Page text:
With its rapid incubation and long list of genetic features, the humble zebrafish is assisting Kellogg researchers in groundbreaking basic science to regenerate the eye.

Zebrafish labThe zebrafish has become the focus of research in several laboratories at Kellogg Eye Center.

What makes it the perfect animal model for ophthalmology? Unlike mice or other mammals, zebrafish embryos are transparent and develop outside of the mother’s body. Moreover, zebrafish progress from single-cell fertilized eggs to a developed, hatched organism in just five days. Such features allow investigators to observe zebrafish development and manipulate their genetic makeup in real time.

Zebrafish also provide an ideal platform to study cells with specific generative properties relevant to eye development, including neural crest, muscle, and Müller glia cells.

Studying the anterior segment

Dr. Brenda Bohnsack and lab

Brenda Bohnsack, M.D., Ph.D., assistant professor of Ophthalmology (left), with her laboratory group

To assistant professor Brenda Bohnsack, M.D., Ph.D., congenital diseases of the eye’s anterior segment hold the key to understanding how the eye develops. Dr. Bohnsack uses zebra-fish to study neural crest cells, early embryonic cells from which many of the structures in the anterior segment are derived. She investigates the genes that regulate ocular neural crest migration, proliferation and differentiation, along with mutations in those genes known to give rise to problems with eye formation.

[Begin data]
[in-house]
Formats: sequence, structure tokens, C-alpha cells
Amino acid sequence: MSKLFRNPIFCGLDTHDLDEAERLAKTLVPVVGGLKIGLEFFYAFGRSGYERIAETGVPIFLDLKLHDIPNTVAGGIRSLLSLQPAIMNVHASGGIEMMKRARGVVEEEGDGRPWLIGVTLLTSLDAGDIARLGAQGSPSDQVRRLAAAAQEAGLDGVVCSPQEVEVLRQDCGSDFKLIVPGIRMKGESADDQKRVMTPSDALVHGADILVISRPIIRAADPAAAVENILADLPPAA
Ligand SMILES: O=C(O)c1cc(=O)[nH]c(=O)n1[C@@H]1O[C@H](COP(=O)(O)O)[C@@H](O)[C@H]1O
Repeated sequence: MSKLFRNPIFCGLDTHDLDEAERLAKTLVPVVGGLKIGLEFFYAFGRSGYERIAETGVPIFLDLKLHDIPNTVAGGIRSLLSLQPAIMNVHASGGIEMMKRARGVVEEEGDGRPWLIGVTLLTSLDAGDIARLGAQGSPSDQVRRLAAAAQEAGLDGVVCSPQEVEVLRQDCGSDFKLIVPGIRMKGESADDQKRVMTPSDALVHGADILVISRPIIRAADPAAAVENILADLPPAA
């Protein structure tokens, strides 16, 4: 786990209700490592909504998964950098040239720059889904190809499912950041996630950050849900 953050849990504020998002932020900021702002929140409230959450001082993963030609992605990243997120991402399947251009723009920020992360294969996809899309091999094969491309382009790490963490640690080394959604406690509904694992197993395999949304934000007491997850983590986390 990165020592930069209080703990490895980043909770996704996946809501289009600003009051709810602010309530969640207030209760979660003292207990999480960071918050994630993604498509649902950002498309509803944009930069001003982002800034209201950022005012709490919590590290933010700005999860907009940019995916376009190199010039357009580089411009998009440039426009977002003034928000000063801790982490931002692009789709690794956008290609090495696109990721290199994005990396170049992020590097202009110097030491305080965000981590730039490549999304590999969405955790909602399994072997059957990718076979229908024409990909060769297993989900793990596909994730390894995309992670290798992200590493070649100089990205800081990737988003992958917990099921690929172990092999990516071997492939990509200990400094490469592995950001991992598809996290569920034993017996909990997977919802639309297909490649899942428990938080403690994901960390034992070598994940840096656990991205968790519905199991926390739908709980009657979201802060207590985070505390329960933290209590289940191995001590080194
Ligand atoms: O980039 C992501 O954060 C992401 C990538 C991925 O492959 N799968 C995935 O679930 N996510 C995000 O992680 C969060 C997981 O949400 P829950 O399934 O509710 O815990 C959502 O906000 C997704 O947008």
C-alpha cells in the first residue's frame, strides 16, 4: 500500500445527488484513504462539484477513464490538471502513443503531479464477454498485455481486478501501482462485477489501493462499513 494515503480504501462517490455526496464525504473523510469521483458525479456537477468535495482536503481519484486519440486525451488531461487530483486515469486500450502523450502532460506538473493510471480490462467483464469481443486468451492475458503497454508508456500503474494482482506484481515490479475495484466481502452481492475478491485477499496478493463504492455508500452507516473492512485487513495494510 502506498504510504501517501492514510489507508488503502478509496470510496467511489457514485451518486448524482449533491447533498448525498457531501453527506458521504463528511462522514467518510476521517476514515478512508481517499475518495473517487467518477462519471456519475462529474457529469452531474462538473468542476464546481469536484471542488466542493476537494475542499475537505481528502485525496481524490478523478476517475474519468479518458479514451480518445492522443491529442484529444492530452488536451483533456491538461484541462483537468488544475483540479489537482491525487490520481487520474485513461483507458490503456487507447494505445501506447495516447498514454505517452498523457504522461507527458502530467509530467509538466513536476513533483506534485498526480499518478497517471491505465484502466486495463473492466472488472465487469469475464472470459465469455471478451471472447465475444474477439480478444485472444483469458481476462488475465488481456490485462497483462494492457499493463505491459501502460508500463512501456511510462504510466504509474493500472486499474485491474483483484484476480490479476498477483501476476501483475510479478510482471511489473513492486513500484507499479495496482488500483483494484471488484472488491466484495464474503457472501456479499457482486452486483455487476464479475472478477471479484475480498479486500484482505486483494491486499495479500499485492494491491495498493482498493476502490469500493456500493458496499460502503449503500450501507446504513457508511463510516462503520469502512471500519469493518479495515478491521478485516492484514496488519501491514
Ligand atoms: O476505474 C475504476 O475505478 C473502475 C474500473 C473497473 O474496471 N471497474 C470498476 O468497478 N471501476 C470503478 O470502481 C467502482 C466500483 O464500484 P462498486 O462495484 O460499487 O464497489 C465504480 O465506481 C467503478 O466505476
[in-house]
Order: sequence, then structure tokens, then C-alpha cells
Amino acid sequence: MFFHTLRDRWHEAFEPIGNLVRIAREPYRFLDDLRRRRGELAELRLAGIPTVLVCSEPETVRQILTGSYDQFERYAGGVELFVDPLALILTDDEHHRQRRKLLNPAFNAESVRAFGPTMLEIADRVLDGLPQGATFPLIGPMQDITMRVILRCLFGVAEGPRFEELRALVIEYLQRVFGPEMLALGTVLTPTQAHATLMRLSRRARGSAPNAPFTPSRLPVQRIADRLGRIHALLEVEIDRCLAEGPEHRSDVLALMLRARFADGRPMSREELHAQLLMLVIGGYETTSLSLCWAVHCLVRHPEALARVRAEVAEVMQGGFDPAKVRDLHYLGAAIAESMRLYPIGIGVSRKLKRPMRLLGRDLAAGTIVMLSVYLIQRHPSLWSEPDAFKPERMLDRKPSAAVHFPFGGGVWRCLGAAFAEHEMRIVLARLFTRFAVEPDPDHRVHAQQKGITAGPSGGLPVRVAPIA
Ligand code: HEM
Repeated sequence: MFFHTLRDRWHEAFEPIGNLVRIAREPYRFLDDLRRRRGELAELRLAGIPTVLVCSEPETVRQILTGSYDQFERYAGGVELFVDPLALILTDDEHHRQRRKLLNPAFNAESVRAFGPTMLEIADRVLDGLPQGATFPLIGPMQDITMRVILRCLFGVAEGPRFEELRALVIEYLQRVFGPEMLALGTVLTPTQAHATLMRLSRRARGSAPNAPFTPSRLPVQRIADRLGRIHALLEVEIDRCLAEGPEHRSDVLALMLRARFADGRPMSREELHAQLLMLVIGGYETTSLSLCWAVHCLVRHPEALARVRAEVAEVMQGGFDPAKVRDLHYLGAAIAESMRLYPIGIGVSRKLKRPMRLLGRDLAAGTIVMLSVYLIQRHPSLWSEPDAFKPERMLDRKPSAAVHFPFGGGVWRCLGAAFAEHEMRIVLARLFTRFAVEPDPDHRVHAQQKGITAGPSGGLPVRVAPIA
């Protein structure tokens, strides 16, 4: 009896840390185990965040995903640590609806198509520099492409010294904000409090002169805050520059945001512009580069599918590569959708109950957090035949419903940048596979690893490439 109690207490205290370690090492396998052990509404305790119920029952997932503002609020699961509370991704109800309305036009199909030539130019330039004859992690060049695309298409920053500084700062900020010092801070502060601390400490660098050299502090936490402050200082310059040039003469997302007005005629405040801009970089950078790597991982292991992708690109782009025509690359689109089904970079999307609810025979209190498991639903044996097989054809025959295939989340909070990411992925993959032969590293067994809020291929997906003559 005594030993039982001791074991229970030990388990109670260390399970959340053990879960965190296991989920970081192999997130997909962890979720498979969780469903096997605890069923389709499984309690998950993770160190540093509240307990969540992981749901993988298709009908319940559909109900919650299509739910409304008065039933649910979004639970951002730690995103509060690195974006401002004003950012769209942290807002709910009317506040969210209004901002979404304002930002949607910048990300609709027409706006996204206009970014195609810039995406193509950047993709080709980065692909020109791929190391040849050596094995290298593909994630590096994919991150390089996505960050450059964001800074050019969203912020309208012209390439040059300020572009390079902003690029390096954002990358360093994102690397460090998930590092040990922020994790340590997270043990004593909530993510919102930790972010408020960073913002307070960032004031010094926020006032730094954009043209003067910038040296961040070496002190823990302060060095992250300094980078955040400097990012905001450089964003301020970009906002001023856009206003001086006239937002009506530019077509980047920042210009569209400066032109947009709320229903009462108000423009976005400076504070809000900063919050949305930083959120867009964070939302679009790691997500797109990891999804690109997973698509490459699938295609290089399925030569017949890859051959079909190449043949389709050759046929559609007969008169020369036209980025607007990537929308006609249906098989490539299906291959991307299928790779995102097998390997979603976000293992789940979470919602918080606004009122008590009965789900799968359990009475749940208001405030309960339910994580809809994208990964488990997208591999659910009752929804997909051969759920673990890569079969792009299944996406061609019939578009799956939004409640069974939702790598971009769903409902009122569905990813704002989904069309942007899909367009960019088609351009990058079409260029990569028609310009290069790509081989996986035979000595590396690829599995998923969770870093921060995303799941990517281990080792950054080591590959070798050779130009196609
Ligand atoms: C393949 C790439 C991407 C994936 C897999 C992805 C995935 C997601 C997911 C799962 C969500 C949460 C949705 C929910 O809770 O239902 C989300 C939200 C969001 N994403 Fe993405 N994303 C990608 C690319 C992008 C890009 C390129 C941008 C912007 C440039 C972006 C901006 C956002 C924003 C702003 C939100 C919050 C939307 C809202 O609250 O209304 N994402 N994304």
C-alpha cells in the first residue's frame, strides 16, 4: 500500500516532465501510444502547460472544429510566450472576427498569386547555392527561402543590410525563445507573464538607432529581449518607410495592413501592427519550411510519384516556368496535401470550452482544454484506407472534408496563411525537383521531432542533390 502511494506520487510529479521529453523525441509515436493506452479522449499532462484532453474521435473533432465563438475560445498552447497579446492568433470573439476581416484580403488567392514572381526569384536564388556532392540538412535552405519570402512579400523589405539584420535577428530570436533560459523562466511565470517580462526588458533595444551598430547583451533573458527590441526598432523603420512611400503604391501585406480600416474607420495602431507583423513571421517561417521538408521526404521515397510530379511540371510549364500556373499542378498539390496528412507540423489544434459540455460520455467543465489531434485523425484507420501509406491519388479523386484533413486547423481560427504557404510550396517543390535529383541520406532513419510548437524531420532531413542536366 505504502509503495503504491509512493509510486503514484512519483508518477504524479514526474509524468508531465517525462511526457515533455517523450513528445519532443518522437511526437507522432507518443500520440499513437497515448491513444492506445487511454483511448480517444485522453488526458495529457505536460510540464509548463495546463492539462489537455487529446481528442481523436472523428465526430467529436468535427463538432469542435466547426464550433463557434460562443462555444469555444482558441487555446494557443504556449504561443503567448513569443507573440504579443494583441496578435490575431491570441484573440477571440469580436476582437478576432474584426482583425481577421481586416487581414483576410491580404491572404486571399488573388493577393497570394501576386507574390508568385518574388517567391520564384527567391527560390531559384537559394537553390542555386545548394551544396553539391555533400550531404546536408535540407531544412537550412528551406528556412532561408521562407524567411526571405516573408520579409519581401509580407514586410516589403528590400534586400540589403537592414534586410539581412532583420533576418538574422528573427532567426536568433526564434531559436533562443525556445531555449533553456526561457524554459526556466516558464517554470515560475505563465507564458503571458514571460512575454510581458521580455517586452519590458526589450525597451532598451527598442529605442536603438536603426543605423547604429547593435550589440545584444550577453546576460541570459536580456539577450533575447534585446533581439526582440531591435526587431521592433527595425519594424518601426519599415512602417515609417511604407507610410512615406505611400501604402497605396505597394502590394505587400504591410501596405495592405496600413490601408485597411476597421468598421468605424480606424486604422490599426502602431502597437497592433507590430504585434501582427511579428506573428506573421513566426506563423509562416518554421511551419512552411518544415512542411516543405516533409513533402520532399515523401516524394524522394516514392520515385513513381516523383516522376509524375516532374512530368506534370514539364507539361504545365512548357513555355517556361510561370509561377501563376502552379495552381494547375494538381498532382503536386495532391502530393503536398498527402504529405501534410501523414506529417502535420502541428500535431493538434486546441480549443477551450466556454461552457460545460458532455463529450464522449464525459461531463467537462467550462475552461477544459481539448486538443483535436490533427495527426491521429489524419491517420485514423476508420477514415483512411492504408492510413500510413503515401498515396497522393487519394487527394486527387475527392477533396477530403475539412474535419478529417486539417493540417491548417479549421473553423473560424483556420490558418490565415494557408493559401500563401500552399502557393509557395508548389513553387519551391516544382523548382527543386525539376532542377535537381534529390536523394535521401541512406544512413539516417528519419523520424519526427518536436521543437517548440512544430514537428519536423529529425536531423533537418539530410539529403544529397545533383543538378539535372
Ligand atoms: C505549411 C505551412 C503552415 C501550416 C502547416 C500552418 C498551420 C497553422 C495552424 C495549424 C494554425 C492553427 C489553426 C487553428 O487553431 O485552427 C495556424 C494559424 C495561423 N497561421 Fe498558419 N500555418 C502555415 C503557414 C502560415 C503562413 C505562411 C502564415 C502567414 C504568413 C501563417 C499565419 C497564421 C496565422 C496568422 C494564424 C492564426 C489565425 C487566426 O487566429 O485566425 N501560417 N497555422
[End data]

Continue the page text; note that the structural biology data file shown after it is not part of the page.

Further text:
One example is the gene CYP1B1, which, when mutated, is known to cause primary infantile-onset glaucoma. “Despite all we know about CYP1B1,” Dr. Bohnsack explains, “no one has yet described its role in eye development. That’s one area where we’re breaking new ground here at Kellogg.”

Dr. Bohnsack is applying the same approach in her study of mutations to PITX2 and PAX6, the former known to lead to Axenfeld-Rieger syndrome and the latter linked to aniridia.

In addition to singling out genetic mutations, her lab is looking at the role collagens play in conditions like Stickler syndrome, a hereditary multisystem disease that involves the eye, and osteogenesis imperfecta (“brittle bone disease”) to understand how collagens influence eye development.

“Our hope,” Dr. Bohnsack says, “is that this work will eventually lead to breakthroughs in genetic testing and new therapeutic approaches to prevent blindness in children affected by these congenital diseases.”

Building on her understanding of the genetic origins of eye development, Dr. Bohnsack also wants to know whether the same genes may play a role in the structure and function of the adult eye. For her work in this emerging area, Bohnsack was awarded a 2016 Alcon Research Institute Young Investigator Grant.

Studying the retina

Peter Hitchcock Lab

Peter Hitchcock, Ph.D., professor of Ophthalmology (left), with his laboratory group

Another advantage of studying zebrafish is that the retina in all vertebrates, whether fish or human, is quite similar. Professor Peter Hitchcock, Ph.D. is using zebrafish to answer two questions: How is the retina formed? Can essential cells in the retina be regenerated?